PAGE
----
Arrest Procedures and Treatment of Detainees
The constitution and law require that a duly authorized official issue warrants before officers make an arrest, that a person be apprehended openly, that a lawyer be present during initial questioning, and that detainees be brought before a judge within three days and either charged or released within four months. The government habitually violated these provisions. There is a bail system, but with 70 percent of the population living in poverty, most detainees could not afford to post bail. There is an option for provisional release, but officials usually denied these requests, even for detainees with serious medical conditions. Authorities sometimes informed detainees of charges against them at the time of arrest, but the filing of formal charges often took at least one week. There were reports authorities arrested detainees secretly and without judicial authorization and sometimes detained suspects incommunicado or put them under de facto house arrest. Police at times held persons for six months or longer before filing charges. Observers attributed most administrative delays to lack of staff in the Ministry of Justice and the court system. Family members sometimes received prompt access to detainees but often only after payment of bribes. The law requires authorities to provide lawyers at government expense to indigent detainees facing criminal charges, but this usually did not occur.
The law states authorities may hold a detainee for a maximum of 48 to 72 hours in a police jail before an attorney general reviews the case. Thereafter, authorities must decide to release or to transfer the individual to a prison for pretrial detention. Authorities generally did not observe the 72-hour maximum and frequently held detainees for several weeks before an attorney general freed or transferred them to a prison to await trial. The law states a defendant or accused person may apply for provisional release at any point during his or her detention, from either an investigating judge or a trial court, depending on the type of case. The law states that provisional release should generally be granted, provided the judicial investigation is sufficiently advanced and the accused does not pose a risk of suborning witnesses or a threat to public order. This provision of the law was not respected.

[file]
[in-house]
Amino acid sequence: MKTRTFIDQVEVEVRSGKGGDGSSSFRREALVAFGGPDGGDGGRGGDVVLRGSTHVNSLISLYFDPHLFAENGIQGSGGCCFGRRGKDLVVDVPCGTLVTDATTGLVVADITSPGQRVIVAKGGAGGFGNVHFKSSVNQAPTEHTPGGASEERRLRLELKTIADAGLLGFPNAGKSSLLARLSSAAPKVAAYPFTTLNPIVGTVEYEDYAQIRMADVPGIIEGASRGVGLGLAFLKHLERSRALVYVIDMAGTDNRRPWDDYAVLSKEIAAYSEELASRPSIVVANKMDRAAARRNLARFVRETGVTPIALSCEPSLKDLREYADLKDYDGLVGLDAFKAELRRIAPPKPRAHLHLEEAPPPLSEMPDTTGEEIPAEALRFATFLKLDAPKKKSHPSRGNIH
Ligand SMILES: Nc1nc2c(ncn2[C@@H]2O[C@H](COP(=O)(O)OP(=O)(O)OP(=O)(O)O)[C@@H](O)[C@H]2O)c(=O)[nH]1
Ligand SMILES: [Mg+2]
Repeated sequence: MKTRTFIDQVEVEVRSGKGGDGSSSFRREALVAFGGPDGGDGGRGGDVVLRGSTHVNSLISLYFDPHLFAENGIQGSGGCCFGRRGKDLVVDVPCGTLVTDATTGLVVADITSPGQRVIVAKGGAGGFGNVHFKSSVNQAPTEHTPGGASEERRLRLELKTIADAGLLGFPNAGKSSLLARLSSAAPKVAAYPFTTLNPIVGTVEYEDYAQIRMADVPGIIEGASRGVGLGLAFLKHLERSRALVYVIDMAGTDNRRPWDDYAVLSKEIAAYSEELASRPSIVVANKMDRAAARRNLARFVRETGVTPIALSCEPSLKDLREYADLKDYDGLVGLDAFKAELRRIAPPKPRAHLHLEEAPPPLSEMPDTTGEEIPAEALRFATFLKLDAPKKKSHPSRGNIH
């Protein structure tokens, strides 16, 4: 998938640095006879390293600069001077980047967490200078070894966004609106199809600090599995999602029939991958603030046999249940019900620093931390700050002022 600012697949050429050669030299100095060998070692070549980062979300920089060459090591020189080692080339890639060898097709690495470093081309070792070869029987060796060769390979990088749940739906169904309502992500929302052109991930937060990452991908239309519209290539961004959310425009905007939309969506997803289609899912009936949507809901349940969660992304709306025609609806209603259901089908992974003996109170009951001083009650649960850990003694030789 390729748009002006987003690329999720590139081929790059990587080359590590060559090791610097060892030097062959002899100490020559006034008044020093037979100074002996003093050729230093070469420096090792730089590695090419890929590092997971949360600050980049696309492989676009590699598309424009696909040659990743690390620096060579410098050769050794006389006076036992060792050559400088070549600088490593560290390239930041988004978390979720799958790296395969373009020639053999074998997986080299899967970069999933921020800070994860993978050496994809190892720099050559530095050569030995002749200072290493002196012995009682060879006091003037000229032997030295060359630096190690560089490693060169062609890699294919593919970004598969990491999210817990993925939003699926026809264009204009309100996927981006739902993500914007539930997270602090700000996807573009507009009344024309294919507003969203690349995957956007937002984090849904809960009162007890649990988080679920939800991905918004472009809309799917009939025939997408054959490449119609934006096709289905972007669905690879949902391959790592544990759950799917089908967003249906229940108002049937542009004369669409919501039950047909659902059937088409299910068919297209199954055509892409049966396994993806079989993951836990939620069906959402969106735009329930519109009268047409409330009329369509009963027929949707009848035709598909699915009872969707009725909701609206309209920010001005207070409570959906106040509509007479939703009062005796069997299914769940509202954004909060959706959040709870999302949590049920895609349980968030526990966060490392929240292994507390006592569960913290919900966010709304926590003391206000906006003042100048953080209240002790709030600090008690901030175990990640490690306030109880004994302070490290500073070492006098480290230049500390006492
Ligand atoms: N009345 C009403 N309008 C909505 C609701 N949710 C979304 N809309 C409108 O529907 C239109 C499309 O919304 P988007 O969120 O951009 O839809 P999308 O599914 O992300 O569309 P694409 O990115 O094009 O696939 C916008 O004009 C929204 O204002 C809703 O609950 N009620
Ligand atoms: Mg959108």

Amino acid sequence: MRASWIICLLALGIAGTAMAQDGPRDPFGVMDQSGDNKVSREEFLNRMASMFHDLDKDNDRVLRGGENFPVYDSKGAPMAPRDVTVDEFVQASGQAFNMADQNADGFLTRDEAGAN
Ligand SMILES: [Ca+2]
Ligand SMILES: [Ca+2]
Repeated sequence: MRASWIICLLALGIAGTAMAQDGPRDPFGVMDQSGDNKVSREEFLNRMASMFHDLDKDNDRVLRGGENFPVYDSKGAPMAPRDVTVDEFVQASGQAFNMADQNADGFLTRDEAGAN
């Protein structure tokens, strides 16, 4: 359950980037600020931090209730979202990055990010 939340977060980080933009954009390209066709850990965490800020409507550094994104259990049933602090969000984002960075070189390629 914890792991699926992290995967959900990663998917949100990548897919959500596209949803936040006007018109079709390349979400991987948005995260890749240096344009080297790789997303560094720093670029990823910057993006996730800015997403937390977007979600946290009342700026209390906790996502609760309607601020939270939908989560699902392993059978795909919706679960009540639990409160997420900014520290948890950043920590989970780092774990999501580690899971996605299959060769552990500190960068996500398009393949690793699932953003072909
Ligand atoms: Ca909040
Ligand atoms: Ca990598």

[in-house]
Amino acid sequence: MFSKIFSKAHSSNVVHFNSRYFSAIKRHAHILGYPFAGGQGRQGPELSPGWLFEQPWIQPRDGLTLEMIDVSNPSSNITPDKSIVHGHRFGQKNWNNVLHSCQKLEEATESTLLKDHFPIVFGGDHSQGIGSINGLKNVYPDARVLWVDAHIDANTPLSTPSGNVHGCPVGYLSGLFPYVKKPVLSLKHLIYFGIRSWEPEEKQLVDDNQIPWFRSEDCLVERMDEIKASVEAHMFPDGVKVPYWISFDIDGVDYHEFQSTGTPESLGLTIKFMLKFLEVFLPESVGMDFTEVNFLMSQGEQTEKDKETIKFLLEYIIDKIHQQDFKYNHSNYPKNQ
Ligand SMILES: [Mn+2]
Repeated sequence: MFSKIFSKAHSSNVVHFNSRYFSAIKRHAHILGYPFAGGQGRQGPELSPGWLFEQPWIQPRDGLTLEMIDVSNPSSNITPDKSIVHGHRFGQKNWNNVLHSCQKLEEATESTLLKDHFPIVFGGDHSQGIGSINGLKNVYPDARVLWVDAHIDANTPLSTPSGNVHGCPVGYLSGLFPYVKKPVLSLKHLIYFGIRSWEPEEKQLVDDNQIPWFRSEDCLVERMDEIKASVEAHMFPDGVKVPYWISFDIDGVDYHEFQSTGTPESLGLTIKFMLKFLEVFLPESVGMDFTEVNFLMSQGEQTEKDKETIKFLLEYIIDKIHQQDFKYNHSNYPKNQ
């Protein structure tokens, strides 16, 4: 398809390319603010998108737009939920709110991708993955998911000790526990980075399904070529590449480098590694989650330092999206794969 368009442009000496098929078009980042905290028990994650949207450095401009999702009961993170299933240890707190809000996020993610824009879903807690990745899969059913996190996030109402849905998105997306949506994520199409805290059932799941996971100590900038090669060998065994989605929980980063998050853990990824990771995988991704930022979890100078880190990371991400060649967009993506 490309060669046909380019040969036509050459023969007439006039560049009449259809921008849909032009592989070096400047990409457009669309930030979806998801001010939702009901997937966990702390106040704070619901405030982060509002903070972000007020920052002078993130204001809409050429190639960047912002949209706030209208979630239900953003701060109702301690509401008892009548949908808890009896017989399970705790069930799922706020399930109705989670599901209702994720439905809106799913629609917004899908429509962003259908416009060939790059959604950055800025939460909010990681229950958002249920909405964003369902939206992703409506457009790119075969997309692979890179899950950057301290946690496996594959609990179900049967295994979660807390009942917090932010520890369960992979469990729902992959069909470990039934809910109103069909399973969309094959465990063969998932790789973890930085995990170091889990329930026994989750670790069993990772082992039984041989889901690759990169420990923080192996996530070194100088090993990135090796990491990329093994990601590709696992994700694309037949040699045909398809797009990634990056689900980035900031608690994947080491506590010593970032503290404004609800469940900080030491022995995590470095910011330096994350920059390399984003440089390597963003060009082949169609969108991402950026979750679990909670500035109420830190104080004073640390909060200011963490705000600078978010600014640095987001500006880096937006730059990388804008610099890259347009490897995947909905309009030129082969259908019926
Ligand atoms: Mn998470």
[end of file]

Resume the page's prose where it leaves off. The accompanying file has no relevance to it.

Arbitrary Arrest: Reports suggested arbitrary and false arrests continued to occur.
Pretrial Detention: Under the law the four-month pretrial detention period is extendable for two additional months with judicial approval. The law is not clear whether the two-month extension is renewable; however, judges often renewed the two-month extension period. Between 60 and 75 percent of detainees in prison were pretrial detainees. Prison authorities stated the average pretrial detention for nonfelony cases lasted one to three months and for felony cases at least 12 months. Human rights activists, however, stated the average was much longer for felony cases, commonly exceeding a year, and sometimes exceeding the maximum sentence for the alleged crime.
Lengthy pretrial detentions were due to the judicial system’s lack of capacity and, according to observers, a lack of political will to address the problem. The law defines three levels of crime: misdemeanors (punishable by less than one year in prison), delicts (punishable by one to five years in prison), and felonies (punishable by more than five years in prison). Criminal courts try misdemeanor and delict cases regularly. The judicial system, however, suffered from a serious backlog of felony cases. By law criminal courts must hear felony cases four times per year, but the government held only one criminal session in each of the five appeals courts and continued to hold persons accused of felonies in pretrial detention pending trial.
Detainee’s Ability to Challenge Lawfulness of Detention before a Court: The constitution and law prohibit arbitrary arrest, arbitrary detention, and false arrest and provide detainees the right to challenge the legal basis of their detention before a competent judge or other authority. If an investigating judge determines a detainee to be innocent, his or her release is promptly ordered, and he or she is entitled to file suit with the Administrative Court. The government, however, generally did not observe this law. Local human rights NGOs reported numerous occasions when officials denied detainees in Brazzaville the right to challenge their detention.
e. Denial of Fair Public Trial
The constitution and law provide the framework for an independent judiciary, but the government did not always respect judicial independence and employed political influence at times. Corruption also undermined judicial independence. Freedom House noted the judiciary was dominated by allies of the president. Authorities generally abided by court orders; however, judges did not always issue direct court orders against accused authorities.
In rural areas traditional courts continued to handle many local disputes, particularly property, inheritance, and witchcraft cases, as well as domestic conflicts that could not be resolved within the family.
The constitution provides for the right to a fair trial presided over by an independent judiciary, but authorities did not always respect this right. Appeals courts existed in five departments–Brazzaville, Pointe-Noire, Dolisie, Owando, and Ouesso–and each had authority to try felony cases brought within its jurisdiction.